Morah for a parent is connected to shemiras Shabbos because the Shechina shines on, and through, the Sabbath.

“You shall not hate your brother in your heart; you shall reprove your fellow and do not bear a sin because of him.” – Vayikra 19:17   When the Torah mentions the obligation to rebuke a fellow Jew, it ends with the words “and do not carry a sin because of him.” The Targum translates […]

The Bais Halevi answers that we must properly define what is considered to be “in the middle of a mitzvah.”

They had realized they would be far from civilization and kosher food and had packed plenty of fresh and canned food as well as making sure there was a microwave in their room which they knew how to kasher.

He was deeply saddened by the thought of her going to her final resting place alone and that it appeared as if she knew no one and had no family who cared about her.

Question: If Abraham was commanded to circumcise his descendants on the eighth day, why do Arabs – who claim to descend from Abraham through Yishmael – wait until their children are 13 to circumcise them? I am aware that this is a matter of little consequence to our people. Nevertheless, this inconsistency is one that piques my curiosity.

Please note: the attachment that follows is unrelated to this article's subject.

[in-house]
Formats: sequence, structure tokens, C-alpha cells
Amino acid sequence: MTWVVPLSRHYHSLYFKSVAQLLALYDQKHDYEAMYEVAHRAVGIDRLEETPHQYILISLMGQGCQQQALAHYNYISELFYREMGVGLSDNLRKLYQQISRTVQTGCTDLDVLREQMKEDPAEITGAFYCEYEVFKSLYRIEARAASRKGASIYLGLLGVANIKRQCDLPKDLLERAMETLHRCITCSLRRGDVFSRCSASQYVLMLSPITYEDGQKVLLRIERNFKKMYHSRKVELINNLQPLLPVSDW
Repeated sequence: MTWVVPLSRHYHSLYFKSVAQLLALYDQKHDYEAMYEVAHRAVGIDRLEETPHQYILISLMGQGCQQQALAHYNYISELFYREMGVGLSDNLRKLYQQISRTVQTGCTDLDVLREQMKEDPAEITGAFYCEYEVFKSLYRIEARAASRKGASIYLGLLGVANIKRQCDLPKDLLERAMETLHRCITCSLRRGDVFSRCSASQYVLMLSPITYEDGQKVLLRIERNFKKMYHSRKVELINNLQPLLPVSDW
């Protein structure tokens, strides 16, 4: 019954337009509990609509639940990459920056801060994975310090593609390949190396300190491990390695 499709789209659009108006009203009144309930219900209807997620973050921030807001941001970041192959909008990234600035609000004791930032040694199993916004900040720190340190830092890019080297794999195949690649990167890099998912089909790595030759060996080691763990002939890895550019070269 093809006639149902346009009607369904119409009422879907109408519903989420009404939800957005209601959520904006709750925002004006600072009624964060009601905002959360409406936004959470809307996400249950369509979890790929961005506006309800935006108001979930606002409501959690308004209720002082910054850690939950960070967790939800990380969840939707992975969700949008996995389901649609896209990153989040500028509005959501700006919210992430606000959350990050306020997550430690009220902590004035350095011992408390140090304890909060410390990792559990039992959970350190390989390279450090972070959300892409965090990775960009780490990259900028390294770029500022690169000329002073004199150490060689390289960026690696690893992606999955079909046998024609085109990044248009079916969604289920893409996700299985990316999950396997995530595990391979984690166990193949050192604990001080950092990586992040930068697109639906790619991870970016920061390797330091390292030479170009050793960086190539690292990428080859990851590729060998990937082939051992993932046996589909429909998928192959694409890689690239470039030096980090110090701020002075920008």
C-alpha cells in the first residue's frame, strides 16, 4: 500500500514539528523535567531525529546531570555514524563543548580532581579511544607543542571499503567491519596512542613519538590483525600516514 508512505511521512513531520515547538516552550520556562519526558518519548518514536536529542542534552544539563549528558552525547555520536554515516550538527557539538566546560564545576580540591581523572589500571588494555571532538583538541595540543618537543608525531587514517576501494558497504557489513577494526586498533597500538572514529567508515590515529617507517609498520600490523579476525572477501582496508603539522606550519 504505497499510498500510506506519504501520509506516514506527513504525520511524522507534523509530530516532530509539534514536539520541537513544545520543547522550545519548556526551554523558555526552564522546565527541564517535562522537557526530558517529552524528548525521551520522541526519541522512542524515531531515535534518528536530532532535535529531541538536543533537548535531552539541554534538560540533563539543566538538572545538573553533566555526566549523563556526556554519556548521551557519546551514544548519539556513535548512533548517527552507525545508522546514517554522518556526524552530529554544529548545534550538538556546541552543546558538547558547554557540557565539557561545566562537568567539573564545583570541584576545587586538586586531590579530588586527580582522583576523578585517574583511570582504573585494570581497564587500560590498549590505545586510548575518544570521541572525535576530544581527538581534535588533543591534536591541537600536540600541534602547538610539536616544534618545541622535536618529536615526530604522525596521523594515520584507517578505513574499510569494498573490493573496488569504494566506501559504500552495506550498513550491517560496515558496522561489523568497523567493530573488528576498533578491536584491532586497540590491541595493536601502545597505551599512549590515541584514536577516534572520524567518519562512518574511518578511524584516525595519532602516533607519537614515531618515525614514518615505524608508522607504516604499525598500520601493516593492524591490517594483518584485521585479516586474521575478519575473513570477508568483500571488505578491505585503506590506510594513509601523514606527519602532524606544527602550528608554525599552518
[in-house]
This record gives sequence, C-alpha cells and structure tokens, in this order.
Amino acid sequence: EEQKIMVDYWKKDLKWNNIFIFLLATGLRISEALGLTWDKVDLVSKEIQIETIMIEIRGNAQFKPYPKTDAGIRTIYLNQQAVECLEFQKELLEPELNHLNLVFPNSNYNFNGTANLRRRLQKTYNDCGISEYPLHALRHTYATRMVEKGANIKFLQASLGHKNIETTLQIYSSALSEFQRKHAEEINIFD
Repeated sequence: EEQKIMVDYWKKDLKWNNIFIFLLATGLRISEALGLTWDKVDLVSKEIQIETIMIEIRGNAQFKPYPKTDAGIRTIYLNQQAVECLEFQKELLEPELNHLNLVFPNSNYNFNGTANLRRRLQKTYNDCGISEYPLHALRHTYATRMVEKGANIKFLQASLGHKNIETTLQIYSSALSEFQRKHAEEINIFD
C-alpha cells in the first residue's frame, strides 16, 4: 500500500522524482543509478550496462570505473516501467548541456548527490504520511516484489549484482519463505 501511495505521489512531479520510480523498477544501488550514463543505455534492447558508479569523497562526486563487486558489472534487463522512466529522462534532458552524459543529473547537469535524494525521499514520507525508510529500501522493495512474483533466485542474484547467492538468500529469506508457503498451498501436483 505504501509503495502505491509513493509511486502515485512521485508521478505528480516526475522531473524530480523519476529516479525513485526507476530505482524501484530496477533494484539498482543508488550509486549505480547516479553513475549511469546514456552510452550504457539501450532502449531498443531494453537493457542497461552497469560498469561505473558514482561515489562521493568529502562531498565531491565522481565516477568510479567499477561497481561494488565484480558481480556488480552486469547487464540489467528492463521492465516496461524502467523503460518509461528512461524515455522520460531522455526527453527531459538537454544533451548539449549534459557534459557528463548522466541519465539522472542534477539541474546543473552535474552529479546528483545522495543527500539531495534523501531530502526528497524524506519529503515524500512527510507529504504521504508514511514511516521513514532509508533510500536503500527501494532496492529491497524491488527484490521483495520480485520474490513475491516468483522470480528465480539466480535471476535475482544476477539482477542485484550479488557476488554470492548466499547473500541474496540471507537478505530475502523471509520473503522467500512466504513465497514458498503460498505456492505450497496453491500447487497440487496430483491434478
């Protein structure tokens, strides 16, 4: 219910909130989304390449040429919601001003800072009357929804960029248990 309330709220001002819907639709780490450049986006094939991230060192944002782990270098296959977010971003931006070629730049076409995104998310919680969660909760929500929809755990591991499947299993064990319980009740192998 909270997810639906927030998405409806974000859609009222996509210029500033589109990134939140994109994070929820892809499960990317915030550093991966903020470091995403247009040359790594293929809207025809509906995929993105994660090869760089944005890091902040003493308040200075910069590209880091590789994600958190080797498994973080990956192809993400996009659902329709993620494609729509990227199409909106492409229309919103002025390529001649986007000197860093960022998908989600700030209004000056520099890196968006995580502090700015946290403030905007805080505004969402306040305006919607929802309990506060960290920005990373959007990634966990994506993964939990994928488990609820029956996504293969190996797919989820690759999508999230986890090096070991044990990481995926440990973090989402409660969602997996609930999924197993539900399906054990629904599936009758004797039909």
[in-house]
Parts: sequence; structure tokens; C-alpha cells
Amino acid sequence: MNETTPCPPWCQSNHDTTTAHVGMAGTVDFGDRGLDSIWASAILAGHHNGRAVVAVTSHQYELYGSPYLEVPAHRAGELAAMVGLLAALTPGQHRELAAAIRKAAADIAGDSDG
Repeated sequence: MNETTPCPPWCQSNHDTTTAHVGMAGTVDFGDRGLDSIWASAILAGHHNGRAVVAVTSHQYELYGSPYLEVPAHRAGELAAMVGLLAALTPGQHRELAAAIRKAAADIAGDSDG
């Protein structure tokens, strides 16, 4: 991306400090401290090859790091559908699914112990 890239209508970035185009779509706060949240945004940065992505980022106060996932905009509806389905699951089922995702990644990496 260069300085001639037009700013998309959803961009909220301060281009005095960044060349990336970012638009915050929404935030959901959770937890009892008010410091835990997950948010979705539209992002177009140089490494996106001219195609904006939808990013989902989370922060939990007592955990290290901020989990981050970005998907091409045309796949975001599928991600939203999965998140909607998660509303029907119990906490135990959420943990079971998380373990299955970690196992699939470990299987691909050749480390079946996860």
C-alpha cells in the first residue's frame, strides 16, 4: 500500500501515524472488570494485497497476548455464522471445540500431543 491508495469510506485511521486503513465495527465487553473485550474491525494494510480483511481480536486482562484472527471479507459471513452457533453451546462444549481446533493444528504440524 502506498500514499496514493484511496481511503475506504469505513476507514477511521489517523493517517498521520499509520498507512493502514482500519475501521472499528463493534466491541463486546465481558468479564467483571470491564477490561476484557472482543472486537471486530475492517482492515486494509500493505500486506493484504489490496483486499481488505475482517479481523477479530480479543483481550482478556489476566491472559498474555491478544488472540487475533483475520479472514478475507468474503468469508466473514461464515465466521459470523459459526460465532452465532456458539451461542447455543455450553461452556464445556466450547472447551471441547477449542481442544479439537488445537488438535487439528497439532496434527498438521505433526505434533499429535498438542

M. Goldman
(Via E-mail)

The Debt Lives On
‘The Orphans’ Mitzvah To Repay Their Father’s Debts’
(Ketubot 91b)

Rabbi Fohrman asks what’s the connection between animal sacrifices and leaving crops for the poor?

More Articles from Rabbi Yaakov Klass
Q-A-Klass-logo

Question: If Abraham was commanded to circumcise his descendants on the eighth day, why do Arabs – who claim to descend from Abraham through Yishmael – wait until their children are 13 to circumcise them? I am aware that this is a matter of little consequence to our people. Nevertheless, this inconsistency is one that piques my curiosity.

M. Goldman
(Via E-mail)

Question: If Abraham was commanded to circumcise his descendants on the eighth day, why do Arabs – who claim to descend from Abraham through Yishmael – wait until their children are 13 to circumcise them? I am aware that this is a matter of little consequence to our people. Nevertheless, this inconsistency is one that piques my curiosity.

M. Goldman
(Via E-mail)

Question: If Abraham was commanded to circumcise his descendants on the eighth day, why do Arabs – who claim to descend from Abraham through Yishmael – wait until their children are 13 to circumcise them? I am aware that this is a matter of little consequence to our people. Nevertheless, this inconsistency is one that piques my curiosity.

M. Goldman
(Via E-mail)

Question: What if someone forgot to count sefirah Thursday evening but only realized after he finished davening Friday evening? The catch is that he accepted Shabbos early so that it is still light outside. Can he still count for Thursday evening and then count for Friday night with a berachah once it gets dark?

Pesach Bernstein
(Via E-Mail)

Printed from: http://www.jewishpress.com/judaism/ask-the-rabbi/q-a-a-sabbath-desecrator-leading-services-part-xi/2013/04/17/

Scan this QR code to visit this page online: